February 4, 2020 -- Scientists working at the intersection of math and medicine propose new strategies based on mathematical modeling and known molecular mechanisms to improve the efficacy of lifesaving immunotherapies for cancerous tumors. The work was published on February 3 in the Proceedings of the National Academy of Sciences.
Cancer cells can evade immune responses by activating negative regulatory pathways, known as immune checkpoints, that block T-cell activation. Inhibition is mediated by binding of programmed cell death protein 1 (PD-1) receptor of T cells to the ligand (PD-L1) or binding of cytotoxic T lymphocyte antigen 4 (CTLA-4) receptor of T cells to the B7 molecules in response to various cytokines, such as interferon-γ (IFNγ).
This has led to the development of immune checkpoint blockers (ICBs), such as anti-PD1/anti-PD-L1 and anti-CTLA-4 antibodies. ICBs are used as monotherapies or in combination with other treatments for more than a dozen types of cancer. For example, Keytruda (pembrolizumab) and Opdivo (nivolumab) have improved treatments for non-small cell lung cancer, kidney cancer, and melanoma.
However, "an estimated 87% of patients currently do not derive long-term benefit from immune checkpoint blocker monotherapy," noted study co-author Rakesh Jain, PhD, from the Edwin L. Steele Laboratories in the department of radiation oncology at Massachusetts General Hospital and Harvard Medical School, in a statement. "Therefore, new therapeutic strategies are needed to improve the response rates in patients who are resistant to immune checkpoint inhibition."
The lack of therapeutic effect is attributed to a number of causes, including abnormal tumor microenvironment (TME). This can be caused by dysfunctional blood vessels that hinder the delivery of immunotherapies. The spatiotemporal lack of sufficient tumor blood perfusion can lead to hypoxia, low pH, suppressed immune response, and inadequate medicine delivery -- allowing cancers to thrive.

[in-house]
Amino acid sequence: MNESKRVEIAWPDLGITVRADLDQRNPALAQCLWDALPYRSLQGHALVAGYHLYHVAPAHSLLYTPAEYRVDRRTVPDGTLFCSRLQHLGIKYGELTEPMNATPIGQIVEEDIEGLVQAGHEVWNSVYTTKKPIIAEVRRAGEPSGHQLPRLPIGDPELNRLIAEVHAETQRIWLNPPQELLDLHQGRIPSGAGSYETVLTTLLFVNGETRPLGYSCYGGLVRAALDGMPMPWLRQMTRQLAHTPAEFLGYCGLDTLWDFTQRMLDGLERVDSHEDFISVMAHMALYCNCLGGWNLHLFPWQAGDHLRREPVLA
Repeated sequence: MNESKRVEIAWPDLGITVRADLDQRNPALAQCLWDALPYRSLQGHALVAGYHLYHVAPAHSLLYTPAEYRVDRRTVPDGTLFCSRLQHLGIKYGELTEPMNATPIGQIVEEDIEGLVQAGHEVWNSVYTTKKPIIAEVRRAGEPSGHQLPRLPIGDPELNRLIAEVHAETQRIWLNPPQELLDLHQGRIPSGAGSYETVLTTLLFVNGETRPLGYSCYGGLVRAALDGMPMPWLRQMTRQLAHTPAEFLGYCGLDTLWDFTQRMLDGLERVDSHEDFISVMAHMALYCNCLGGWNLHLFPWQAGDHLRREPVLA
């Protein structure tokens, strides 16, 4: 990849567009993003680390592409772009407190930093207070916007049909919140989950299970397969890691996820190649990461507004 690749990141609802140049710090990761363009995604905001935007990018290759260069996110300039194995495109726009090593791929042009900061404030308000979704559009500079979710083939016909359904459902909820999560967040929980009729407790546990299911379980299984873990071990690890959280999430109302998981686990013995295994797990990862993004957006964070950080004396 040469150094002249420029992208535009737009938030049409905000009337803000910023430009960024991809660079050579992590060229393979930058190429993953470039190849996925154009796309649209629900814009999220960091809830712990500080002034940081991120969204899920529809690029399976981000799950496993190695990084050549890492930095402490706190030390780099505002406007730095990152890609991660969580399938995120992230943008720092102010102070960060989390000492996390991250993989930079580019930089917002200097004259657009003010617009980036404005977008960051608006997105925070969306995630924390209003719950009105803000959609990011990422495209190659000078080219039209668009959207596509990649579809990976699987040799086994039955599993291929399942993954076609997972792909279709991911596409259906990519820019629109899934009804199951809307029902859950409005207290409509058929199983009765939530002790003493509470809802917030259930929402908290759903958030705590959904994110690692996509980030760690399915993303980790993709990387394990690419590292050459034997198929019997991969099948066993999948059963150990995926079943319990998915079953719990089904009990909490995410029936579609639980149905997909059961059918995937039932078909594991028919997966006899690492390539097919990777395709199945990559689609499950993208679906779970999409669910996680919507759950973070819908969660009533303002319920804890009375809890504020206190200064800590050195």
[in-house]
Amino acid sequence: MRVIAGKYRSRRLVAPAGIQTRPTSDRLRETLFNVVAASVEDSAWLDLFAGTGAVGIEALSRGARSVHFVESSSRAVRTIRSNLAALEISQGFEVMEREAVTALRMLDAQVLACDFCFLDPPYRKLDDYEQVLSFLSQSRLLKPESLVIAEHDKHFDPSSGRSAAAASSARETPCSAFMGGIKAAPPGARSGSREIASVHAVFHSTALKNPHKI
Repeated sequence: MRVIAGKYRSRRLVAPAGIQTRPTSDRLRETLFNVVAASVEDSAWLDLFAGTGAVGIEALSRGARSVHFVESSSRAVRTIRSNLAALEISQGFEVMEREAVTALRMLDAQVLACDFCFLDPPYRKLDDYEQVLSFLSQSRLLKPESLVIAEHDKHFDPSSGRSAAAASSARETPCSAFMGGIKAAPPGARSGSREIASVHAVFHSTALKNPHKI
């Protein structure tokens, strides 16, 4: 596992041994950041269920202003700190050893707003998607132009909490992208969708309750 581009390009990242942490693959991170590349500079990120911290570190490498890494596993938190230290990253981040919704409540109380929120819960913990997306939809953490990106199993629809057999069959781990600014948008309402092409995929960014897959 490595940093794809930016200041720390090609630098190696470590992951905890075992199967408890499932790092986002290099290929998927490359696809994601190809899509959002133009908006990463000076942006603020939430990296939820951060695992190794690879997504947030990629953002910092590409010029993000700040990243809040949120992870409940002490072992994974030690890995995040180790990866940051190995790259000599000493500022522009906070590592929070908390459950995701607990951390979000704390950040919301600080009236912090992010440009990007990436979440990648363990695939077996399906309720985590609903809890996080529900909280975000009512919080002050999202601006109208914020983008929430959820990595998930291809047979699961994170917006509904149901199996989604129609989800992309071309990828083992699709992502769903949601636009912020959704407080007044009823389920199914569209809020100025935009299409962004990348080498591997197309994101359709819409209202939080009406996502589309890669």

To address this concern, the researchers used a combination of computational and systems biology techniques to develop a mathematical model to determine whether "normalization" of the blood vessels and stroma (connective tissues) in the TME could improve the efficacy of immunotherapy.
This approach is unique because the researchers incorporated crucial components into their model -- M1- and M2-like tumor-associated macrophages, CD4+, CD8+, regulatory T cells (Tregs), vascular cells, and perivascular cells. With these factors, the researchers simulated how antiangiogenic, stroma normalization, and immunotherapy treatments interact with cells in the TME to explain what might adversely affect immunotherapy efficacy and predicted tumor response to ICBs. The model is justified by favorable agreement of its predictions with a large number of experimental studies.
The study also points to potential strategies for normalizing the TME to improve the response to immunotherapy based on the state of individual tumors. For example, researchers suggest that stroma normalization is beneficial in desmoplastic tumors (dense in connective tissues -- i.e., pancreatic ductal adenocarcinomas). This can be treated with common antiangiogenic drugs (bevacizumab for the treatment of high blood pressure). Whereas vascular normalization improves perfusion in tumors with hyperpermeable vessels with open lumens. These strategies can be used on a case-by-case basis to allow improved delivery of immunotherapies to target tissues.
Moreover, "the identification of tumor perfusion as key to the efficacy of immunotherapy suggests that perfusion could serve as a biomarker of response to immunotherapeutic agents," added co-author Triantafyllos Stylianopoulos, PhD, from the University of Cyprus.
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